Book Source: Won @ Alaine Queen of Happy Endings - courtesy of author.
Synopsis: In 1870 England, industry and modernization are the order of the day, but for Kate Thurgood the world outside the remote farm where she dwells with her mother is a faraway mystery, formed in her mind only through secondhand information. She has lived without questioning their lifestyle or why her mother, a lowly servant, is so much more refined than others of her station. If she had given it thought she might have guessed there existed a hidden piece of information concerning them, and a scandalous one at that. With its revelation comes a world of opportunity—and potential danger. It could lead to every imaginable earthly fulfillment, or poverty to an extreme even Kate hasn’t known. She will experience how life should have been for her, if not for a callous deed committed before her birth that has cast a shadow over her name, a deed so radical no one can—or wishes to—come to terms with it.
Kate is thrust into situations she feels unequipped to handle. Perhaps Mr. Roeing, the endearing and curious new foreman on the farm, can help guide her. It appears he is more informed than he is letting on.
Roeing Oaks is an enjoyable read dealing with the custom of wife-selling in the mid 1800's and the outcome of this practice for a mother and her daughter. I was fascinated and horrified to learn that this illegal practice was quite commonly used as an alternative to the lengthy and difficult process of divorce ... I don't know which is worse, being sold to the highest bidder or being committed to a lunatic asylum, another regular occurrence in this 'enlightened' period, allowing a husband to rid himself of a wife who has outgrown her use. Neither sound like an appealing prospect. But there's more to this story than wife auctions and servitude, it's also a story of love and redemption.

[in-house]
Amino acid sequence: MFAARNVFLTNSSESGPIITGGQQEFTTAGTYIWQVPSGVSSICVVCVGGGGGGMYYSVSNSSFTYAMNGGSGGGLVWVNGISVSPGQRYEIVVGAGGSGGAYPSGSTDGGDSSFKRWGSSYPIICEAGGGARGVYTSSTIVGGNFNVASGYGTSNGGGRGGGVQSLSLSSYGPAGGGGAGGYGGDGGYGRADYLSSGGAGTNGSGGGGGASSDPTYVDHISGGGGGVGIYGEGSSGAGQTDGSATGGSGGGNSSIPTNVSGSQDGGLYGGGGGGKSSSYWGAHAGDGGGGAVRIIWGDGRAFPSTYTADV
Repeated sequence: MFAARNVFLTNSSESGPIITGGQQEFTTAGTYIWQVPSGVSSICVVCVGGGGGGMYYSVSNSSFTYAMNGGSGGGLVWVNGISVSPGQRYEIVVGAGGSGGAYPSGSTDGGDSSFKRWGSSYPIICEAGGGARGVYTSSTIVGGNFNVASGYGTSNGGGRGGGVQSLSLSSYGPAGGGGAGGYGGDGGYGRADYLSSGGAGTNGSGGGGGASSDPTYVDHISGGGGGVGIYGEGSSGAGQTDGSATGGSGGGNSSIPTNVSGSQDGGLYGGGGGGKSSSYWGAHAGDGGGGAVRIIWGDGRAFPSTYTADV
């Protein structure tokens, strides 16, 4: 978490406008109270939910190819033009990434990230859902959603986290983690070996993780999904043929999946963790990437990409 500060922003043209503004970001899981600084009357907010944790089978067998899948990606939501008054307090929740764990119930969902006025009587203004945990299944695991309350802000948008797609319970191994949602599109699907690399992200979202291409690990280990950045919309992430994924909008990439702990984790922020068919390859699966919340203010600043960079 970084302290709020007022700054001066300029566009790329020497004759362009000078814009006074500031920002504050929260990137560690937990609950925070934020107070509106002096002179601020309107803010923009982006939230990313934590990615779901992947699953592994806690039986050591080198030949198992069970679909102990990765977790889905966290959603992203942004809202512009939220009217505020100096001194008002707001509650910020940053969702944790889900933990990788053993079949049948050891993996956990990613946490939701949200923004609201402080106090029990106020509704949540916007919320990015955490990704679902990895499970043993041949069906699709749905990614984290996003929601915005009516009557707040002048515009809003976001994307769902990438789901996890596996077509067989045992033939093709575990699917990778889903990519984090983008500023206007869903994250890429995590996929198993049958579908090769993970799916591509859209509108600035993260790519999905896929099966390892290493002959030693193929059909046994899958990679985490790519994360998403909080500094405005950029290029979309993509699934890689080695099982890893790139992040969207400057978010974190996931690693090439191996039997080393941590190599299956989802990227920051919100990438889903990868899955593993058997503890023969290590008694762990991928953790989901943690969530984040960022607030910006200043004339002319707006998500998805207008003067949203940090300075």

Kate has laboured on a farm for much of her life, along with her mother, Victoria. When secrets regarding Kate's parentage and her mother's lineage are revealed, it opens the door on a new and grandiose world previously unknown to Kate. The introduction of Mr Roeing adds an air of mystery to the story and the growing feelings between Mr Roeing and Kate bring a sweetness that's a welcome relief to the backdrop of poverty.
Kate is a naive, endearing character, who's growth throughout the novel occurs alongside finding her place in the echelons of society. Whilst I guessed the outcome of the story early on, I loved Kristina Emmons' writing style, almost a 'Pride & Prejudice' feel, and the slow unveiling of intriguing tidbits that eventually tie the story together.
There will be a sequel to Roeing Oaks so I'm really looking forward to reading more from this author.
Visit Kristina Emmons website for more information.
This month on The Eclectic Reader one lucky reader can win The Sky Is Everywhere OR Mockingjay OR By Fire, By Water. Check this blog post for details. International entrants welcome.